Nancy Pelosi has begun a discharge petition to bring extending the middle-class tax cut to a vote. That leaves a question for the men on Daily Kos:

Are you going to let a woman
fight the fight for you?

She's leading us, but it's our fight. What can we do? Each of us can choose a Republican congressman and pressure him. If you live in a district where the elected Rep is a Republican, the choice is made for you. If you -- like me -- live in a blue district, then look for the closest Republican or the most likely to be persuaded who is close.

Then turn up the heat.

Does he hold a town hall? Go there, ask him if he'll support the petition. That vote would keep the rates down for families making less than $1/4 million. It would save those making more than that amount $8,000 a year. Come prepared with multiple copies of fact sheets to pass out to the crowd.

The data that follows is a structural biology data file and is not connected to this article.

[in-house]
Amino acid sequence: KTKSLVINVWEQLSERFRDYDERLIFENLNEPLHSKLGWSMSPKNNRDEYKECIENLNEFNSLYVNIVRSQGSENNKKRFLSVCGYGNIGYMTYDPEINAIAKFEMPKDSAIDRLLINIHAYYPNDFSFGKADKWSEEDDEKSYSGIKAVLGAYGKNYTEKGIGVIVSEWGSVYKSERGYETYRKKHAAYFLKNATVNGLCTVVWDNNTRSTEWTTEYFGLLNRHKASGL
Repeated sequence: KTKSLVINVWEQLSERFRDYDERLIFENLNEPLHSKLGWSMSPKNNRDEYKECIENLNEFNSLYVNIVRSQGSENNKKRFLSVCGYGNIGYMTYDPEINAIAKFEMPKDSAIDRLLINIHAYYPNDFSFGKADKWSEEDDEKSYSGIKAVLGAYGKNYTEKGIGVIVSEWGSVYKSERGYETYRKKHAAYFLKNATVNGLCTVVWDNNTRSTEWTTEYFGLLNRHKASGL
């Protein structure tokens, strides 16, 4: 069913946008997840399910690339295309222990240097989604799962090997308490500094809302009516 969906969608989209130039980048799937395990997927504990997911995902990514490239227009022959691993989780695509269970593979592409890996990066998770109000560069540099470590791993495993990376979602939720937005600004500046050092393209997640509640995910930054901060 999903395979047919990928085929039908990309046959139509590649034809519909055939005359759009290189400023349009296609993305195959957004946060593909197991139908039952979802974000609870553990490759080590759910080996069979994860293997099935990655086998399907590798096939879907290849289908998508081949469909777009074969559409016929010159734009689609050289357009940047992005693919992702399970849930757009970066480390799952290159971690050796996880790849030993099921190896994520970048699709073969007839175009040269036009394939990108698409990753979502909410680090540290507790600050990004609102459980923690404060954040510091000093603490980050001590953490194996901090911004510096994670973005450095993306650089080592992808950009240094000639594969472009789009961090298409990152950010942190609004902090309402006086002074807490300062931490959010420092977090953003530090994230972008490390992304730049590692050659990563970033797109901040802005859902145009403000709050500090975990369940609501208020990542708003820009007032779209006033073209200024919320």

Write LTEs to papers in his district or papers which circulate in his district.

Many small-town papers have blogs. One advantage of blogs over LTEs is that you generally have to put your city in a LTE sig. You can sign onto most blogs via FaceBook. Post questions and comments on the blog regarding the congressman's refusal (assuming he doesn't sign) to have a vote on this issue.

Maybe he won't sign. Maybe he's more committed to Republican leadership, the Tea Party, or The Club For Slow Growth than to his constituents. Fine ( well, not really fine, but ...) Even so, raise the issue so that people ask what he finds wrong with extending the middle-class tax cut.

Remember that, the more pressure that each one feels locally:
1) the more cover that he has with Boehner if he signs,
2) the more dissatisfaction his electorate feels if he doesn't,
3) the more pressure others feel -- "You're asking me to walk the plank on this one, but Johnson is close to caving. It'll pass, and I'll be blamed for opposing it."
4) the more work reactionary groups have to do to counteract you.

It would be well, of course, to make sure that local Democratic congressmen have signed up. (Before the new congress begins, and we hope this is settled before then, newly elected congressmen don't have any more right to sign than you and I do.) It would be wiser, though, to gently ask those who haven't before you put on any pressure. Their leadership wants them to sign.

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